Technocrats Seek To Replace Certain Democratic Processes In New Orleans

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Read to the bottom: “The ‘experts’ get to make the decisions, and if the public misses their chance to provide input, they should have been paying closer attention.”  TN Editor

Technocrat. Noun. An obscure insult used to describe a politician who promotes progress through innovation and technology at the expense of the way things have always been done. The term is most often seen on the left or liberal side of the political spectrum to describe Democratic elected officials deemed insufficiently protective of liberal or progressive interests and who attend the Aspen Institute a few times too many.

That’s a little tongue in cheek as far as definitions go, but that’s the context surrounding the term when I see it. And I see it used on Twitter or elsewhere on social media, usually within a wonky discussion of some obscure policy point. Kind of ironic if you think about it too hard.

Which is a long way to say I thought “technocrat” was one of those made-up words that only mean anything to people who already agree with one another. Whenever I’d see it, I would roll my eyes and stop listening. Like baseball fans getting deep into the weeds about the meaning of a pitcher’s ERA or the finer points of discussion you hear when football fans talk about QB rating by quarter – obviously, it is time to change the subject on whatever we’re talking about and find another beer.

But I found the term “technocrat” popping into my head the other day as I was looking over Master Plan amendments proposed by the Mayor’s Office. If you haven’t had a chance to wade through all the Master Plan amendments proposed for your New Orleans neighborhood – probably because you have something called a “social life” – you may want to take a few minutes and go through them and see what the powers that be would like to do with your city.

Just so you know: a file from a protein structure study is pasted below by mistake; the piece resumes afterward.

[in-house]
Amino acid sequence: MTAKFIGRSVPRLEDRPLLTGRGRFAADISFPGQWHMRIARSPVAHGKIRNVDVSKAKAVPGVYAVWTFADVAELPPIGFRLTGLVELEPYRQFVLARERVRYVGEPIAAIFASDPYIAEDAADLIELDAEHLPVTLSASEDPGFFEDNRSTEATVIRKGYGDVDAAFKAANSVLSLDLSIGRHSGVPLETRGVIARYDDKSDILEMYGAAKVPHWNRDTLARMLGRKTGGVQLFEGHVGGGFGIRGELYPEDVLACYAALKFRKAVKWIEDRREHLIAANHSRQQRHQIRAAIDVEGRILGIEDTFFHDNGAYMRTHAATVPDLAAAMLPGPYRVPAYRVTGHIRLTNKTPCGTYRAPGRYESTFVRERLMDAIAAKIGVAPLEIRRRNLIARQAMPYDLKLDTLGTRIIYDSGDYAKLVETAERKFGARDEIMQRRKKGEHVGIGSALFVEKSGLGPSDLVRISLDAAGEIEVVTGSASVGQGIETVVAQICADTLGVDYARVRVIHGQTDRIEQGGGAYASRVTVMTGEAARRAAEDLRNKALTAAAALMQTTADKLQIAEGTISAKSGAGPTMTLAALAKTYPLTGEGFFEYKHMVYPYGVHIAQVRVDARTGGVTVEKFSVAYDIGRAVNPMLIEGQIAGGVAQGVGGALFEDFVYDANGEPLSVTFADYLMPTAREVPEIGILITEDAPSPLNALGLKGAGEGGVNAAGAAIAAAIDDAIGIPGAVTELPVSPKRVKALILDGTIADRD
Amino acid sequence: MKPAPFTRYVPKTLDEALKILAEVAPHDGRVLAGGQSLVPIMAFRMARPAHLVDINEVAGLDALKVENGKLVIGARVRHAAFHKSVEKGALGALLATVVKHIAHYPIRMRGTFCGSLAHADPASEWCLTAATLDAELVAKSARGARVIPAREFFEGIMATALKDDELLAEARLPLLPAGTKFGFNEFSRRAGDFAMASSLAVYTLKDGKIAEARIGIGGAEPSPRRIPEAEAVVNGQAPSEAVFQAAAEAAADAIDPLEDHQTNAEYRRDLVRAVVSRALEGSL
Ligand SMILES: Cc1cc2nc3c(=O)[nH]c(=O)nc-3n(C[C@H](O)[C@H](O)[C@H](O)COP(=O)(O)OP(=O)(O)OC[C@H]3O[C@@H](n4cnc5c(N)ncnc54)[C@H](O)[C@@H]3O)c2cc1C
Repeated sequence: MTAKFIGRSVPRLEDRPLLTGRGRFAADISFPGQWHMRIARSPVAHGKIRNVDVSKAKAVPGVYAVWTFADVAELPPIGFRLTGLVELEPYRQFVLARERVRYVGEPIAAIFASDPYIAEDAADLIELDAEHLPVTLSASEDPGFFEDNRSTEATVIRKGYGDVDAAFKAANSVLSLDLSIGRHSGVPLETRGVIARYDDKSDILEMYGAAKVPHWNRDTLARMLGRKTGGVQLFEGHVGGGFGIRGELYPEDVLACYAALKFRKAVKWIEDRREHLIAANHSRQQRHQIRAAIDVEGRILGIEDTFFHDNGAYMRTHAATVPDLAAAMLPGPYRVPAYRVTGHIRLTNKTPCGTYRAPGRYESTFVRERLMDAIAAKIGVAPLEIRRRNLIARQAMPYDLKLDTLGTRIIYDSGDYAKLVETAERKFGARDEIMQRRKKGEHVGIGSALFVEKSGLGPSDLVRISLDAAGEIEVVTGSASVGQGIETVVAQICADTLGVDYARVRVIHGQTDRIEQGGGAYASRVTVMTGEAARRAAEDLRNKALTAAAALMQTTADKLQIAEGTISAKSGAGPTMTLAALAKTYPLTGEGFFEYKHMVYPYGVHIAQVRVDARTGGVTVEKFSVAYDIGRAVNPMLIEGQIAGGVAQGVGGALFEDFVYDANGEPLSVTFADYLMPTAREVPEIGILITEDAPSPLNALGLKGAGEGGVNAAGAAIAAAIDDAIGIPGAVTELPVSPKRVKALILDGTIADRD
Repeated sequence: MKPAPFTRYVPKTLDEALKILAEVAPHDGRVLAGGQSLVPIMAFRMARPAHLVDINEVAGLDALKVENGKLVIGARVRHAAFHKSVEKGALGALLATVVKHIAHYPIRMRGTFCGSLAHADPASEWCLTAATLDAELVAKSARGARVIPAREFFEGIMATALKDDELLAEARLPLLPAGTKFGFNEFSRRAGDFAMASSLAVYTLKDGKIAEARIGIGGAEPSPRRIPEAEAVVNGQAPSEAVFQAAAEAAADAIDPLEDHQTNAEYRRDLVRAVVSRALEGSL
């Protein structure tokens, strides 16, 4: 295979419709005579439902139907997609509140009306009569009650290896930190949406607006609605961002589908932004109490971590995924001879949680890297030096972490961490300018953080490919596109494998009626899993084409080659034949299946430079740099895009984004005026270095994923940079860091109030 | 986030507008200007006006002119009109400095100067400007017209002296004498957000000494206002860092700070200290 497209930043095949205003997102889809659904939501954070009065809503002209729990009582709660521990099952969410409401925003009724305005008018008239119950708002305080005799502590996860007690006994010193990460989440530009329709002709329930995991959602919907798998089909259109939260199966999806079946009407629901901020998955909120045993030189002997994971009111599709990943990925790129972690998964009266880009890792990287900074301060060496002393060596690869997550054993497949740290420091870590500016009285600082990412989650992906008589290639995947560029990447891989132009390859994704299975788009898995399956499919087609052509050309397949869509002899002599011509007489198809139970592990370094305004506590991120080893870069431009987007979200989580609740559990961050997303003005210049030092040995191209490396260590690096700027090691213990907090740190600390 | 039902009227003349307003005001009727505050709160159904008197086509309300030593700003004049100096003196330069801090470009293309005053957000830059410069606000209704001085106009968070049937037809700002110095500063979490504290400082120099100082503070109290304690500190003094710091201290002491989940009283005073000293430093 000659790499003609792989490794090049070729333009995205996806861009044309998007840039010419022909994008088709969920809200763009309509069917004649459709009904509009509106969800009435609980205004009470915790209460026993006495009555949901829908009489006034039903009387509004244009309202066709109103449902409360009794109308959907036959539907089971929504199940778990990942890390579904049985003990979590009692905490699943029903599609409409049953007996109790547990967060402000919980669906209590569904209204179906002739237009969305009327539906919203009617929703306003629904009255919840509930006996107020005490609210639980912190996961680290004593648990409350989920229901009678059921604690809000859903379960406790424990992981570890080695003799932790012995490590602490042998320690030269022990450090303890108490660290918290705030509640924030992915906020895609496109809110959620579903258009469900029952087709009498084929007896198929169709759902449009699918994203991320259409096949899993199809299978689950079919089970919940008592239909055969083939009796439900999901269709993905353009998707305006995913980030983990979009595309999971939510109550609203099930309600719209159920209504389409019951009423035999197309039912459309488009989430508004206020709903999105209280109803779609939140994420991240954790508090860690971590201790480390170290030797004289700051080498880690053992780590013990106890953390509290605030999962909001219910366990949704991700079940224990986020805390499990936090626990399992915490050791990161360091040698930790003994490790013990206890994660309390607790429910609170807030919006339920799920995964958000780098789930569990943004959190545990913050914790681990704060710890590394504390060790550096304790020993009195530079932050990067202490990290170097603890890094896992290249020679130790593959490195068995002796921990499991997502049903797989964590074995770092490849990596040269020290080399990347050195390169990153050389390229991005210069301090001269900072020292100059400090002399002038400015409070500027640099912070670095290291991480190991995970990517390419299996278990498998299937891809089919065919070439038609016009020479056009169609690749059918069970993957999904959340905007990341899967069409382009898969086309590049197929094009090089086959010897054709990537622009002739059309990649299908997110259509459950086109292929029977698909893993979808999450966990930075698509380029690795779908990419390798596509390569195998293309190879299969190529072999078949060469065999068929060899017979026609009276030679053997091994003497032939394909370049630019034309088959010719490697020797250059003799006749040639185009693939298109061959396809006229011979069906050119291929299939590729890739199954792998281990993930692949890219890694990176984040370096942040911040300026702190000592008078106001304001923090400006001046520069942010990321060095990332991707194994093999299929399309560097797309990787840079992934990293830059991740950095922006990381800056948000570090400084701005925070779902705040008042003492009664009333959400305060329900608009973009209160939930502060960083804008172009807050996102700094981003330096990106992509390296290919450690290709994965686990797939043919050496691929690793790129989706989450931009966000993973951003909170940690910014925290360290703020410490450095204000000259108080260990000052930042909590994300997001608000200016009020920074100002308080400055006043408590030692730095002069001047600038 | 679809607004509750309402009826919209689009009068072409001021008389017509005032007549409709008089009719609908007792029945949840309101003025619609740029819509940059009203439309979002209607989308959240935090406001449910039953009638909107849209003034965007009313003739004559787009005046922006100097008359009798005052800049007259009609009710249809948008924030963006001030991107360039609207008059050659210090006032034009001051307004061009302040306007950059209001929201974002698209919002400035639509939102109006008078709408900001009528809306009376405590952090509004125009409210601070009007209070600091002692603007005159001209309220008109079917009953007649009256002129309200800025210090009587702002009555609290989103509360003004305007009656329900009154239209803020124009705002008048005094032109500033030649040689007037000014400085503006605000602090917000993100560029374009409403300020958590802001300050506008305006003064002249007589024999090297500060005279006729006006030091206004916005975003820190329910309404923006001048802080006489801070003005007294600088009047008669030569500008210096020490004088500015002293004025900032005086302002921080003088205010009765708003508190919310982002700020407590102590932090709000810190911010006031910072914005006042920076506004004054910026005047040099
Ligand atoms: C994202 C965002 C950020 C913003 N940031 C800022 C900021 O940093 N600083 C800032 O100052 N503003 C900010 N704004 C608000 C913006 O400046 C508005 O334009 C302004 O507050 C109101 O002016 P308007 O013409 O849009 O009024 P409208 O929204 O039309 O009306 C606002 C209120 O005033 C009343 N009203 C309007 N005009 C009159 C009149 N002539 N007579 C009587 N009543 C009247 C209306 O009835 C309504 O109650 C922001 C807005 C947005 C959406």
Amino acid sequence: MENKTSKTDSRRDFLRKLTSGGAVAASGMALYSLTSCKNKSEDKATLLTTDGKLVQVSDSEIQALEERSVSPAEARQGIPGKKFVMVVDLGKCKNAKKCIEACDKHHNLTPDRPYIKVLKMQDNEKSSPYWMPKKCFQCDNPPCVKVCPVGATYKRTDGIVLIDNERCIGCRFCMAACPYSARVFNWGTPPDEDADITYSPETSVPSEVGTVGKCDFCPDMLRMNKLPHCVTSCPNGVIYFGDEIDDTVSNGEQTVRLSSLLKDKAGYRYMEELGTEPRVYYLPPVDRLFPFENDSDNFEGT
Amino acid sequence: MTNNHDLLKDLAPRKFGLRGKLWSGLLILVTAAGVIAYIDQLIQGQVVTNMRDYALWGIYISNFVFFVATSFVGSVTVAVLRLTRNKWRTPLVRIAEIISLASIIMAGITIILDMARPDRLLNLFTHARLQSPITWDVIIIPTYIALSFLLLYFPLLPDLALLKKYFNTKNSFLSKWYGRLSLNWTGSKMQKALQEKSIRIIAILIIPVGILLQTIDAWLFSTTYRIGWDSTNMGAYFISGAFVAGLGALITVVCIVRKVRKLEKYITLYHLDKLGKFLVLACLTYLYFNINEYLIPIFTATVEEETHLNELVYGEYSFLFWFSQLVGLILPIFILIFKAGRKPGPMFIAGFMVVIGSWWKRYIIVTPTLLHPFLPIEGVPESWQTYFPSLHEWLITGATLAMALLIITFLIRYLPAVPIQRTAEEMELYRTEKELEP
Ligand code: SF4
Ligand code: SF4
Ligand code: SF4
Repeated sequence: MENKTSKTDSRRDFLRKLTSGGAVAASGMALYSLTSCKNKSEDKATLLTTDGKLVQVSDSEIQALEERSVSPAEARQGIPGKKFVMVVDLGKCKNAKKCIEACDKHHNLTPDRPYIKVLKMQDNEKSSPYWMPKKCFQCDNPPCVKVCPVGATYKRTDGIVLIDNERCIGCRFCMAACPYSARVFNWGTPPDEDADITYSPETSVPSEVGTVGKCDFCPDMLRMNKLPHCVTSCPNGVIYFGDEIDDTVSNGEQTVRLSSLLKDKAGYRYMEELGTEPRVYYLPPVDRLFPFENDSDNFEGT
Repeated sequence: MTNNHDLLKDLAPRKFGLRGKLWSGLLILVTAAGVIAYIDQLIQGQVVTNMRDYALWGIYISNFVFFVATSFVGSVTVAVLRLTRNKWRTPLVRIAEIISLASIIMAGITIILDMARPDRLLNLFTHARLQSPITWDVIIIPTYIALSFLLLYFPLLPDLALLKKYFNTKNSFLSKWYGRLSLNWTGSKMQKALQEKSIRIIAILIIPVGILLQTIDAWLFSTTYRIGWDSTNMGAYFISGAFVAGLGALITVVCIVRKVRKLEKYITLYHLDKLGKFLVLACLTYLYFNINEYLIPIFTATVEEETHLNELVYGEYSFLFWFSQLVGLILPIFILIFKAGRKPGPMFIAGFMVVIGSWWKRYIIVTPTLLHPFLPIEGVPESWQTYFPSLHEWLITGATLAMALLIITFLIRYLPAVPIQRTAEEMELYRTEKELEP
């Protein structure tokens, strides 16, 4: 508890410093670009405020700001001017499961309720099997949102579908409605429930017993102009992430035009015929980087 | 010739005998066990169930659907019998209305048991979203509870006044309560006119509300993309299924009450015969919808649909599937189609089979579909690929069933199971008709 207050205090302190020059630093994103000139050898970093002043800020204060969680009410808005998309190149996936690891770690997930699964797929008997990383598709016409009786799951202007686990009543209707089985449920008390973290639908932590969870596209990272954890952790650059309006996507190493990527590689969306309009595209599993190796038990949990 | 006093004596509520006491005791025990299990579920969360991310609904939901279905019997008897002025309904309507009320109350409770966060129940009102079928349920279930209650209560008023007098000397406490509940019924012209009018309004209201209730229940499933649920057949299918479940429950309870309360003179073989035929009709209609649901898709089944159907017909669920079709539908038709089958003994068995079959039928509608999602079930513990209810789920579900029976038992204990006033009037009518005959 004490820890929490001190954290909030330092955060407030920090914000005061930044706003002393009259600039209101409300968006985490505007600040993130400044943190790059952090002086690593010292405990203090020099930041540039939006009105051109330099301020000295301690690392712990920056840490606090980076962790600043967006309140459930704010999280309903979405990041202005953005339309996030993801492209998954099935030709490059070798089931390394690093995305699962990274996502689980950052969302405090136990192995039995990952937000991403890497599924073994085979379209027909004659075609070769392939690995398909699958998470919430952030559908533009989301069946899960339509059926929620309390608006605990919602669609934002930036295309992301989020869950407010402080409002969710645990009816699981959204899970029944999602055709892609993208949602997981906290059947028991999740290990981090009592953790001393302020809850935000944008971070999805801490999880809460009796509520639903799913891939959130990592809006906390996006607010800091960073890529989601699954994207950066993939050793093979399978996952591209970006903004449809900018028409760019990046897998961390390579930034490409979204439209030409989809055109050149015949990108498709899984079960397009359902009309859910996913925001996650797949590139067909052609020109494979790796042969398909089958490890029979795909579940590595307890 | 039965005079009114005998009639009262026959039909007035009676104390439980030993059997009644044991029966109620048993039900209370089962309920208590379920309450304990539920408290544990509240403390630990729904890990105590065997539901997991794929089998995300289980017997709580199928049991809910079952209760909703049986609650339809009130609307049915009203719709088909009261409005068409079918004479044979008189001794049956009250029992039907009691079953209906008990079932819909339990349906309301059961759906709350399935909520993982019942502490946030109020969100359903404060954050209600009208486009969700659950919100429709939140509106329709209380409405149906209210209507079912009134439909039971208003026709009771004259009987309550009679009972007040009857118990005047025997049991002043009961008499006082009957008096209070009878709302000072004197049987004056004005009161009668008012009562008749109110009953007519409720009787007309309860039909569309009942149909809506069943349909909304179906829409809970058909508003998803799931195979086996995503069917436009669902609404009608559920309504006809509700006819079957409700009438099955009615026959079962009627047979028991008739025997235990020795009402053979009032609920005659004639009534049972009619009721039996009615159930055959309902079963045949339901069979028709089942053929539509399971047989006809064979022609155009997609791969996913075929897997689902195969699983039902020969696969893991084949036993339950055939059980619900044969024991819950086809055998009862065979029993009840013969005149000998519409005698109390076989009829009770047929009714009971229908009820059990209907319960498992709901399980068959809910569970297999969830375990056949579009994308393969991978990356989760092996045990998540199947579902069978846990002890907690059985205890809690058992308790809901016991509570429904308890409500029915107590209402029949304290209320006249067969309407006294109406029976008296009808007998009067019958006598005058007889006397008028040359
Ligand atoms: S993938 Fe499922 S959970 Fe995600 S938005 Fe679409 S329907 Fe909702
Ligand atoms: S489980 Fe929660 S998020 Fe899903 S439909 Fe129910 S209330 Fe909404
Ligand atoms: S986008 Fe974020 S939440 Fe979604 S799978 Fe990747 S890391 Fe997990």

Of particular interest to me are the amendments proposed to Chapter 15 of the Master Plan.

Chapter 15 is the part of the Master Plan that says citizens of New Orleans should be notified about proposed land use and zoning issues in their community, informed of what those proposals mean, and have a chance to offer their opinions to city decision-makers throughout the decision-making process. If that sounds like a wonderful, Norman Rockwell version of How Democracy Works in America, that’s what it is. Or should be.

As you may have guessed, the reality is quite different. The system we have now is wholly dependent on citizens volunteering their free time to figure out what it is all the paid experts and investors are talking about when they make land use decisions.